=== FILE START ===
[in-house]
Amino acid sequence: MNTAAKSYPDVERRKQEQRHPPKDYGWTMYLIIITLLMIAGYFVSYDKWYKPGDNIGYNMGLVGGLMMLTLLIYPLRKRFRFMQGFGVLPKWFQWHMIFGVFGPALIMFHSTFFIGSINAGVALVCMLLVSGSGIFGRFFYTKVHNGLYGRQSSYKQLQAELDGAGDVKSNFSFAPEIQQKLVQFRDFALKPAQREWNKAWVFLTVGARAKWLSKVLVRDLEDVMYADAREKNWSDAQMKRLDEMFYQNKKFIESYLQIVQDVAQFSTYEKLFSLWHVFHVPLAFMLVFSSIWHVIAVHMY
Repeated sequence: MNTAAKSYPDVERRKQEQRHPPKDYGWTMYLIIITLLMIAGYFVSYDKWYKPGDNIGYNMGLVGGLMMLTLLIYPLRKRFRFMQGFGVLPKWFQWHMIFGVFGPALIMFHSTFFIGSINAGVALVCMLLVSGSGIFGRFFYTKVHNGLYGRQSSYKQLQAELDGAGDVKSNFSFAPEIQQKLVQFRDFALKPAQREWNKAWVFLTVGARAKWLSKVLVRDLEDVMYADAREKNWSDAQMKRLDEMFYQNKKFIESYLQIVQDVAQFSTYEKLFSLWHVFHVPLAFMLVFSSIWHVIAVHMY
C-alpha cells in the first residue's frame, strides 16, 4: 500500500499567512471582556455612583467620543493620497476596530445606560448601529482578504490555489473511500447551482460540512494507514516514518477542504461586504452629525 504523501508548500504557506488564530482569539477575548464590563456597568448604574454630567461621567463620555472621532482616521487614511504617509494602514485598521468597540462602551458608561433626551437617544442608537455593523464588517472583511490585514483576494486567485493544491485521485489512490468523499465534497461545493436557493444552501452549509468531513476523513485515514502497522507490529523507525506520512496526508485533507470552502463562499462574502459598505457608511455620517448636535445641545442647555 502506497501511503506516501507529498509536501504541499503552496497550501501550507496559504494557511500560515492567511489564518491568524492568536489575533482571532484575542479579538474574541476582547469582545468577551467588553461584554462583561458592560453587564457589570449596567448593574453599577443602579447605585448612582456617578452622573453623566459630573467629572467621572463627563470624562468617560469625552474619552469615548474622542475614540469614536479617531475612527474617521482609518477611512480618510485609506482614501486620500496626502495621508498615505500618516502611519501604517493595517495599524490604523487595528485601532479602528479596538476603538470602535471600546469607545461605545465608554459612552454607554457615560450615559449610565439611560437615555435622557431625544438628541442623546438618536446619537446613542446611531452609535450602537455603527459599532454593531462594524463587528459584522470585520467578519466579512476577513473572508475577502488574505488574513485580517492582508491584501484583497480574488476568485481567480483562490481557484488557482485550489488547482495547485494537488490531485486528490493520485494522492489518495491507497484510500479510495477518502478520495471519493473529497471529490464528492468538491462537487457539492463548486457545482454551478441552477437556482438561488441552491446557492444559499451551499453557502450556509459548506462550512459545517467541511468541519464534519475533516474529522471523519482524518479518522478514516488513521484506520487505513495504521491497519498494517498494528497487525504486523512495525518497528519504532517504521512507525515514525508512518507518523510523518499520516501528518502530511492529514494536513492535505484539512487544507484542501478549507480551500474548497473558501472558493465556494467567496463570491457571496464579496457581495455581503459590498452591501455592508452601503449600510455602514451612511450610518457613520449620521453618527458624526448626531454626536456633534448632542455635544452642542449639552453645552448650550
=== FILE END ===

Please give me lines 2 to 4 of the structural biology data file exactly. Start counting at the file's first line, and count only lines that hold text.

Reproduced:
Amino acid sequence: MNTAAKSYPDVERRKQEQRHPPKDYGWTMYLIIITLLMIAGYFVSYDKWYKPGDNIGYNMGLVGGLMMLTLLIYPLRKRFRFMQGFGVLPKWFQWHMIFGVFGPALIMFHSTFFIGSINAGVALVCMLLVSGSGIFGRFFYTKVHNGLYGRQSSYKQLQAELDGAGDVKSNFSFAPEIQQKLVQFRDFALKPAQREWNKAWVFLTVGARAKWLSKVLVRDLEDVMYADAREKNWSDAQMKRLDEMFYQNKKFIESYLQIVQDVAQFSTYEKLFSLWHVFHVPLAFMLVFSSIWHVIAVHMY
Repeated sequence: MNTAAKSYPDVERRKQEQRHPPKDYGWTMYLIIITLLMIAGYFVSYDKWYKPGDNIGYNMGLVGGLMMLTLLIYPLRKRFRFMQGFGVLPKWFQWHMIFGVFGPALIMFHSTFFIGSINAGVALVCMLLVSGSGIFGRFFYTKVHNGLYGRQSSYKQLQAELDGAGDVKSNFSFAPEIQQKLVQFRDFALKPAQREWNKAWVFLTVGARAKWLSKVLVRDLEDVMYADAREKNWSDAQMKRLDEMFYQNKKFIESYLQIVQDVAQFSTYEKLFSLWHVFHVPLAFMLVFSSIWHVIAVHMY
C-alpha cells in the first residue's frame, strides 16, 4: 500500500499567512471582556455612583467620543493620497476596530445606560448601529482578504490555489473511500447551482460540512494507514516514518477542504461586504452629525 504523501508548500504557506488564530482569539477575548464590563456597568448604574454630567461621567463620555472621532482616521487614511504617509494602514485598521468597540462602551458608561433626551437617544442608537455593523464588517472583511490585514483576494486567485493544491485521485489512490468523499465534497461545493436557493444552501452549509468531513476523513485515514502497522507490529523507525506520512496526508485533507470552502463562499462574502459598505457608511455620517448636535445641545442647555 502506497501511503506516501507529498509536501504541499503552496497550501501550507496559504494557511500560515492567511489564518491568524492568536489575533482571532484575542479579538474574541476582547469582545468577551467588553461584554462583561458592560453587564457589570449596567448593574453599577443602579447605585448612582456617578452622573453623566459630573467629572467621572463627563470624562468617560469625552474619552469615548474622542475614540469614536479617531475612527474617521482609518477611512480618510485609506482614501486620500496626502495621508498615505500618516502611519501604517493595517495599524490604523487595528485601532479602528479596538476603538470602535471600546469607545461605545465608554459612552454607554457615560450615559449610565439611560437615555435622557431625544438628541442623546438618536446619537446613542446611531452609535450602537455603527459599532454593531462594524463587528459584522470585520467578519466579512476577513473572508475577502488574505488574513485580517492582508491584501484583497480574488476568485481567480483562490481557484488557482485550489488547482495547485494537488490531485486528490493520485494522492489518495491507497484510500479510495477518502478520495471519493473529497471529490464528492468538491462537487457539492463548486457545482454551478441552477437556482438561488441552491446557492444559499451551499453557502450556509459548506462550512459545517467541511468541519464534519475533516474529522471523519482524518479518522478514516488513521484506520487505513495504521491497519498494517498494528497487525504486523512495525518497528519504532517504521512507525515514525508512518507518523510523518499520516501528518502530511492529514494536513492535505484539512487544507484542501478549507480551500474548497473558501472558493465556494467567496463570491457571496464579496457581495455581503459590498452591501455592508452601503449600510455602514451612511450610518457613520449620521453618527458624526448626531454626536456633534448632542455635544452642542449639552453645552448650550